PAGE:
Justin Fenton and Justin George, Baltimore Sun, May 8, 2015
As the number of shootings and homicides has surged in Baltimore, some police officers say they feel hesitant on the job under intense public scrutiny and in the wake of criminal charges against six officers in the Freddie Gray case.
“In 29 years, I’ve gone through some bad times, but I’ve never seen it this bad,” said Lt. Kenneth Butler, president of the Vanguard Justice Society, a group for black Baltimore police officers. Officers “feel as though the state’s attorney will hang them out to dry.”
Several officers said in interviews they are concerned crime could spike as officers are hesitant to do their jobs, and criminals sense opportunity. Butler, a shift commander in the Southern District, said his officers are expressing reluctance to go after crime.
“I’m hearing it from guys who were go-getters, who would go out here and get the guns and the bad guys and drugs. They’re hands-off now,” Butler said. “I’ve never seen so many dejected faces.
“Policing, as we once knew it, has changed.”
Lt. Victor Gearhart, a 33-year veteran who works in the Southern District, said residents with complaints about police “are going to get the police force they want, and God help them.”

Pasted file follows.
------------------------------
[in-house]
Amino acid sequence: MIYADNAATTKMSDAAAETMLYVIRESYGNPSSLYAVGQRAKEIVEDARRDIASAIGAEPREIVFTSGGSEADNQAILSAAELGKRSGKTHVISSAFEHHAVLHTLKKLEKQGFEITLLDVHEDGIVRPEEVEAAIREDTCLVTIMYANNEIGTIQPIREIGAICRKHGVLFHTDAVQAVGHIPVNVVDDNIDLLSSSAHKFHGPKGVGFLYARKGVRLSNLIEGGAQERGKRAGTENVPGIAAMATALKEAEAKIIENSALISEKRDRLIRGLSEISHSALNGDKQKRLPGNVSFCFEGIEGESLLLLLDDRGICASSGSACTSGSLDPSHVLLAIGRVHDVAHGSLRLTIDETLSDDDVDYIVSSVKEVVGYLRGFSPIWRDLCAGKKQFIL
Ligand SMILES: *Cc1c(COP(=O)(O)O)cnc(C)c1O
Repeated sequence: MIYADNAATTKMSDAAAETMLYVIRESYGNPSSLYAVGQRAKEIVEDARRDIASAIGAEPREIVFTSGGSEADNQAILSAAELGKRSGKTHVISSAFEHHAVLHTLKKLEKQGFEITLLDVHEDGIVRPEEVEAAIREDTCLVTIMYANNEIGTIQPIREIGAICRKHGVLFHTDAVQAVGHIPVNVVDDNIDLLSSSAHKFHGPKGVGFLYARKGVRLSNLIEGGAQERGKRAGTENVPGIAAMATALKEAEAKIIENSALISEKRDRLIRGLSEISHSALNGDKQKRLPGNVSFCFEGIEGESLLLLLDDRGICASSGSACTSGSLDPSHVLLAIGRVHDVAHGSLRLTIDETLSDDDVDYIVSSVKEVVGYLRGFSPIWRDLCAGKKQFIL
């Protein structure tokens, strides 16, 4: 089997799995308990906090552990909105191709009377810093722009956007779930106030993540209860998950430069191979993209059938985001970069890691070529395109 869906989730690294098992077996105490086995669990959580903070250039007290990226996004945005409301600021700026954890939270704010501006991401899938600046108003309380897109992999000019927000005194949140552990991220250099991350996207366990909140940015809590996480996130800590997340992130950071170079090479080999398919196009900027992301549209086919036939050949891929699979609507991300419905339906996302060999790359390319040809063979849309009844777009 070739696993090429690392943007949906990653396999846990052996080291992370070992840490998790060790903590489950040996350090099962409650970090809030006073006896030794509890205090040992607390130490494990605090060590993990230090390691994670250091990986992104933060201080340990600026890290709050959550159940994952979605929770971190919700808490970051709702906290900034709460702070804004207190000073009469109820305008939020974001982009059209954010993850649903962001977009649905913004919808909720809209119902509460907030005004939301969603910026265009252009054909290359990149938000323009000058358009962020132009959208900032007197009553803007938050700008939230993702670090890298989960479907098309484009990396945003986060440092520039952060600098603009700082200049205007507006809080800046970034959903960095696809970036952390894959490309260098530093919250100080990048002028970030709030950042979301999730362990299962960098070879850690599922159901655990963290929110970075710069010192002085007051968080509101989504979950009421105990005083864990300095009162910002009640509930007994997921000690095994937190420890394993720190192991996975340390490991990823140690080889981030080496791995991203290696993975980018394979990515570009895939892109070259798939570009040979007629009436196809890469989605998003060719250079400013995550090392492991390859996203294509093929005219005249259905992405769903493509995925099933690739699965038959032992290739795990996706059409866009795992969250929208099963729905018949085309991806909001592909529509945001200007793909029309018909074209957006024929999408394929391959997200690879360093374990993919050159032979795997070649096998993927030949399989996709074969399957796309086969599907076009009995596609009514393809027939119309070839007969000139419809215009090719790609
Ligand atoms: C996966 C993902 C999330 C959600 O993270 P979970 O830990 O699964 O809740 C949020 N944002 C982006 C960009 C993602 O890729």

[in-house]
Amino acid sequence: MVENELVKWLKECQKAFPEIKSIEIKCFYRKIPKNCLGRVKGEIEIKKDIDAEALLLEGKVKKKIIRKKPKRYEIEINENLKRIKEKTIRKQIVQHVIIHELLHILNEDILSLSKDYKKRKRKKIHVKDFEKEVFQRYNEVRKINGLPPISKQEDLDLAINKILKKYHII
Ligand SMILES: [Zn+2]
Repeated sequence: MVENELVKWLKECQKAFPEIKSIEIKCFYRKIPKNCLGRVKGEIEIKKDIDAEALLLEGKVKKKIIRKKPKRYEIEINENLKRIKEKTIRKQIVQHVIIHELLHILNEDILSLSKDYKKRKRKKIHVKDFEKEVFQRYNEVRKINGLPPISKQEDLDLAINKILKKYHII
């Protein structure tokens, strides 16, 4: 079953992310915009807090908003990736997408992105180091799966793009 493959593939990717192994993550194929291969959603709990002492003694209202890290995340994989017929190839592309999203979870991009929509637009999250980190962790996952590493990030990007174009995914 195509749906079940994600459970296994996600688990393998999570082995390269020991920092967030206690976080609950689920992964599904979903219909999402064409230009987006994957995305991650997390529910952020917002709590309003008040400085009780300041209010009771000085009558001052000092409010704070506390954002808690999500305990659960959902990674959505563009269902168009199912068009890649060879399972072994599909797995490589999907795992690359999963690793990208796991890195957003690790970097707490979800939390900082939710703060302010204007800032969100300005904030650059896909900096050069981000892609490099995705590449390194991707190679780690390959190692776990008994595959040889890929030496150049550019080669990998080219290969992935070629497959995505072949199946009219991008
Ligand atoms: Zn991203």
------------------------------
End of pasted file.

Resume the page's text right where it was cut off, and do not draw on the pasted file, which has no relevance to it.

Edward C. Jackson, a retired Baltimore police colonel who teaches at Baltimore City Community College, said he is worried about crime spiking if officers go into a “work slowdown” to avoid proactive police work.
“Baltimore can ill afford having cops do the bare minimum,” he said. “The bad guys are going to take advantage of a slowdown. It’s a terrible situation for the city to be in.”
The city has seen 40 shootings since April 28, the day after the city’s most intense day of rioting, including 10 on Thursday alone. There also have been 15 homicides in that span, bringing the year’s total to 82–20 more than at the same time last year.
It remains to be seen how the tensions will affect relations between police and prosecutors, who must work together to build cases.